Recombination

Combining drugs acting on different pathological mechanisms of the same disease


Simultaneous administration of a prefixed combination of different drugs that act on different aspects of the disease pathology is designed to achieve the following advantages:

1. Additive or synergistic therapeutic effect

There are typically multiple mechanisms and pathways involved in the pathology of a given disease. Even in an apparently simple condition such as a local infection, there are not only multiplying microorganisms such as bacteria that can in principle be suppressed with antibiotics, but also consequences to the body’s cellular defense mechanisms, such as neutrophils, macrophages and dendritic cells, which may function sub-optimally in the infected environment. If their function is improved e.g. by supplying the stimulatory cytokine GM-CSF, as well as providing antibiotic to kill the bacteria, a double action to clear the infection is obtained. The actions may be additive or even multiplicative (synergistic). Substances may also be added to the pharmaceutical preparation which potentiate the effects of the active ingredients, e.g. by preventing breakdown and prolonging their action.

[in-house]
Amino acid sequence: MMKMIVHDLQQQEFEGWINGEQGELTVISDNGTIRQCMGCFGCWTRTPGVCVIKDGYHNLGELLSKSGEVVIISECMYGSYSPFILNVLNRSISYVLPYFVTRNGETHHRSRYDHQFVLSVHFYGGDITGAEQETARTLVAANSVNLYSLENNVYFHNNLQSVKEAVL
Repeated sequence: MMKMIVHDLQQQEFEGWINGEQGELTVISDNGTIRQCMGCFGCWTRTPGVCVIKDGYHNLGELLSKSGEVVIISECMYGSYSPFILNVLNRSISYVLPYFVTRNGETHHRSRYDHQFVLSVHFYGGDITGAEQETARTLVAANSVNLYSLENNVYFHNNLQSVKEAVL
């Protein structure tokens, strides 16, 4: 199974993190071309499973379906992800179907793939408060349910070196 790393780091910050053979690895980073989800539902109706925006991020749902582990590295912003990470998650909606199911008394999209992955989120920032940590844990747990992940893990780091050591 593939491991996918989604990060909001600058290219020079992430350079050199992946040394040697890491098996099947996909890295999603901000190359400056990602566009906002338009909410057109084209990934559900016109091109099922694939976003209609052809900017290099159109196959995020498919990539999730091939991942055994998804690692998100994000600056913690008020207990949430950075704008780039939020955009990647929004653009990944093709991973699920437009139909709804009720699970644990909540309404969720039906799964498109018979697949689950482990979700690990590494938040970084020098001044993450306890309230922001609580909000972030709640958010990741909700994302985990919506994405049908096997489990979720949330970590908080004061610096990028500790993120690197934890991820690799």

2. Convenience for the patient and clinician

At the same time, it is convenient for both the patient and the clinician not to have to apply several different medications at once to treat a single condition, but to use the preparation that has been developed to provide the best generally applicable combination. While this practice was at first criticized for hindering the clinicians from tailoring dosage ratios to suit individual patients and circumstances, it has long since become widely accepted as offering convenient solutions, as clinicians rarely had the means of initiating and adequately following up the individual tailoring principle. The use of ready-made drug combinations is particularly well accepted in the treatment of high blood pressure.